France to Offer Free Contraception for Women Up to 25
The government, responding to what it said was a decline in the use of contraceptives among some young women because of the cost, will pay for contraception starting next year.
France will begin offering free contraceptives for women up to the age of 25 starting next year to help young women with the financial costs of protecting against pregnancy, the country’s top health official said on Thursday.
“It is unbearable that young women cannot protect themselves, cannot have contraception if they choose to do so because it is too expensive for them,” said Olivier Véran, the country’s health minister, on France 2, a public broadcaster. The government had noticed a decline in the use of contraceptives among “a certain number of young women,” he said.
The government said it would set aside about 21 million euros, or almost $25 million, to pay for all types of contraceptives — including IUDs — and consultations on their use. The age of 25 was chosen as a threshold, Mr. Véran said, “because it is an age that corresponds, in terms of economic life, social life and income, with more autonomy.”
The announcement was in stark opposition to much of the debate over women’s reproductive rights in some other countries. In the United States, a near total ban on abortion in Texas came into effect last week making it the most restrictive state in the U.S. Poland’s government implemented a ban on almost all abortions in January, spurring widespread protests.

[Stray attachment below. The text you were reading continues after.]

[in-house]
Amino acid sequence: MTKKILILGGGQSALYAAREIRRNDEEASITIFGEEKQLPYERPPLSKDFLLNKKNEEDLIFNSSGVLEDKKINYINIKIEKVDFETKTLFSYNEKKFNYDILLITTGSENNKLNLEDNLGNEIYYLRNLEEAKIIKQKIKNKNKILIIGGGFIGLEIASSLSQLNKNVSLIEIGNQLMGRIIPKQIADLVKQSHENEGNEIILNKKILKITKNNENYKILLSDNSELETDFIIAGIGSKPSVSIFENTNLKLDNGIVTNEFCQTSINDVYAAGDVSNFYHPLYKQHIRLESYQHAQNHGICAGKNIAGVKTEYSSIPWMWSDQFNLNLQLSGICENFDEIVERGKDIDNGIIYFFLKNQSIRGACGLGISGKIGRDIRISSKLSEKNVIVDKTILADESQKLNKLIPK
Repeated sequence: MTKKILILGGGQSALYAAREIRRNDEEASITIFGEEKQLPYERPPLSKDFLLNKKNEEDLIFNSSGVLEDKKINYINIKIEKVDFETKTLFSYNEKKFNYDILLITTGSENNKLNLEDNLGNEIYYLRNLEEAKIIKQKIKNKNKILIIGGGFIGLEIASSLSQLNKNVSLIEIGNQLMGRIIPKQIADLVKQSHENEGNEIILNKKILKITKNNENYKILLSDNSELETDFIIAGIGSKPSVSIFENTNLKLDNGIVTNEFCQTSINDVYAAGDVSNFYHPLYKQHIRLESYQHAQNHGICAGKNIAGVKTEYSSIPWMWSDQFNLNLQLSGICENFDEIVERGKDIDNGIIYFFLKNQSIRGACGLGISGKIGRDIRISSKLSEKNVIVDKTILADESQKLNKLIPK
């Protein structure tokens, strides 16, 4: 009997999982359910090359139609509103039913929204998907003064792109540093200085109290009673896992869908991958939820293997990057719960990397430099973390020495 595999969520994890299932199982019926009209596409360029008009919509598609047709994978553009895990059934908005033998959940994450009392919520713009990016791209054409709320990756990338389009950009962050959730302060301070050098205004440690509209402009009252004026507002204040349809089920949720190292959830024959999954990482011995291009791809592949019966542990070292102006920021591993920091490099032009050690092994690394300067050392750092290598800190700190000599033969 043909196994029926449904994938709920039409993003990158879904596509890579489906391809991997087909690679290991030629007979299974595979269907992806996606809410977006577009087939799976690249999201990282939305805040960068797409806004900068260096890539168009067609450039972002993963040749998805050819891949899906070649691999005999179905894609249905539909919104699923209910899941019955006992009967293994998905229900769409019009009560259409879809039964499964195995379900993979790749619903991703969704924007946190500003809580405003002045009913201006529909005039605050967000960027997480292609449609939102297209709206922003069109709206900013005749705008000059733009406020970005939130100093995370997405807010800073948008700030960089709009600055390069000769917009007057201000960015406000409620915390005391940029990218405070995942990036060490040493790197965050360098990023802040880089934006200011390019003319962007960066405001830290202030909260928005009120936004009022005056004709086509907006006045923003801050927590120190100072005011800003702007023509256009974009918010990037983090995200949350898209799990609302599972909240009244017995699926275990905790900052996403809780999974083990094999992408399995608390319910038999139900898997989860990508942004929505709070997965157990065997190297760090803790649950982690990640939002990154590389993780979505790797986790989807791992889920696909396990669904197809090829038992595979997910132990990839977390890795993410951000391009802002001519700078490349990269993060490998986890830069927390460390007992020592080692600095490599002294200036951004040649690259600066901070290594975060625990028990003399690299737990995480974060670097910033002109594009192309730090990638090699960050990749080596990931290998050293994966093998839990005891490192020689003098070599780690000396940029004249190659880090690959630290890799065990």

In Mexico, however, the Supreme Court decriminalized abortion on Tuesday, though states would still have to apply the ruling.
Family planning clinics and women in France welcomed the new measure, with some saying they hoped for even more coverage. “We want free contraception for everyone,” said Marianne Niosi, director of the National Confederation of Family Planning. She and other groups also called for an inclusive education campaign around sex and contraception.
“Will people be aware that they are entitled to it?” Ms. Niosi said of new benefit. Some women in France said on Thursday afternoon that they did not even know about the measure, which was announced on a morning breakfast show.
Young adults faced complicated situations, said Ms. Niosi, “either because as students they have no money, or because they are entitled to their parents’ medical insurance and a form of control can be exercised over their choices.”
Read the whole article here.
All fields marked with an * are compulsory